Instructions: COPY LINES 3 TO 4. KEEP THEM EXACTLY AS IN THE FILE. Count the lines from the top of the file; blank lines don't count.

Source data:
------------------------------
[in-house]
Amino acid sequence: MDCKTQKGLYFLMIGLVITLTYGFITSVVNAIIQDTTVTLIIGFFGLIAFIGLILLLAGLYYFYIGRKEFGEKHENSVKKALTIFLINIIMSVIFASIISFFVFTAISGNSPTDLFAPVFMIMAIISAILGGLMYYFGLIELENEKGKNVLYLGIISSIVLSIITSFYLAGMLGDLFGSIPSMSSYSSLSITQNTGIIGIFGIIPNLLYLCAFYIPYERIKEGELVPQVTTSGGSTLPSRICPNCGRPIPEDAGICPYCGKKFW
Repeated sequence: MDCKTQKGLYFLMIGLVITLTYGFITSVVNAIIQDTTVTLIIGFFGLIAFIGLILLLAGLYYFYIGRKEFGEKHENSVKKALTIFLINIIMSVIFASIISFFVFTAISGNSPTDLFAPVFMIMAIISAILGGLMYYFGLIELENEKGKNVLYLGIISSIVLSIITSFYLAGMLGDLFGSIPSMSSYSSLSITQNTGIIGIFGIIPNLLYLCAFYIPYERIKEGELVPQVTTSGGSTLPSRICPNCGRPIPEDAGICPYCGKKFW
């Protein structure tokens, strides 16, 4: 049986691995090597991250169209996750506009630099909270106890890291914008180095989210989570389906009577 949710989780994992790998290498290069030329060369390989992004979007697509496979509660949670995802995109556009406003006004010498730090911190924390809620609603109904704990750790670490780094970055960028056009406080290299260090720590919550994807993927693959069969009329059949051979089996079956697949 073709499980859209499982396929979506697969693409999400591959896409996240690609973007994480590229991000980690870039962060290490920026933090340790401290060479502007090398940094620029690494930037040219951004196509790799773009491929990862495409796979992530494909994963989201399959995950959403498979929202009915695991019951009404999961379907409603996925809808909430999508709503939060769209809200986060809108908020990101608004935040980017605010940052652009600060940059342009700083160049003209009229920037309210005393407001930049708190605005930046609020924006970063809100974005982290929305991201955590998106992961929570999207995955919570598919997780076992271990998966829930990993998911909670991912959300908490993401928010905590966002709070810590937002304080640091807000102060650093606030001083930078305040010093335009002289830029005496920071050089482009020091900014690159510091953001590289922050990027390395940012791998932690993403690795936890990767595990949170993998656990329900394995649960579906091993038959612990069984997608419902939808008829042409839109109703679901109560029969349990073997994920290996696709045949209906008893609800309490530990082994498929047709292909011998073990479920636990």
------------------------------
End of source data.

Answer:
Repeated sequence: MDCKTQKGLYFLMIGLVITLTYGFITSVVNAIIQDTTVTLIIGFFGLIAFIGLILLLAGLYYFYIGRKEFGEKHENSVKKALTIFLINIIMSVIFASIISFFVFTAISGNSPTDLFAPVFMIMAIISAILGGLMYYFGLIELENEKGKNVLYLGIISSIVLSIITSFYLAGMLGDLFGSIPSMSSYSSLSITQNTGIIGIFGIIPNLLYLCAFYIPYERIKEGELVPQVTTSGGSTLPSRICPNCGRPIPEDAGICPYCGKKFW
């Protein structure tokens, strides 16, 4: 049986691995090597991250169209996750506009630099909270106890890291914008180095989210989570389906009577 949710989780994992790998290498290069030329060369390989992004979007697509496979509660949670995802995109556009406003006004010498730090911190924390809620609603109904704990750790670490780094970055960028056009406080290299260090720590919550994807993927693959069969009329059949051979089996079956697949 073709499980859209499982396929979506697969693409999400591959896409996240690609973007994480590229991000980690870039962060290490920026933090340790401290060479502007090398940094620029690494930037040219951004196509790799773009491929990862495409796979992530494909994963989201399959995950959403498979929202009915695991019951009404999961379907409603996925809808909430999508709503939060769209809200986060809108908020990101608004935040980017605010940052652009600060940059342009700083160049003209009229920037309210005393407001930049708190605005930046609020924006970063809100974005982290929305991201955590998106992961929570999207995955919570598919997780076992271990998966829930990993998911909670991912959300908490993401928010905590966002709070810590937002304080640091807000102060650093606030001083930078305040010093335009002289830029005496920071050089482009020091900014690159510091953001590289922050990027390395940012791998932690993403690795936890990767595990949170993998656990329900394995649960579906091993038959612990069984997608419902939808008829042409839109109703679901109560029969349990073997994920290996696709045949209906008893609800309490530990082994498929047709292909011998073990479920636990």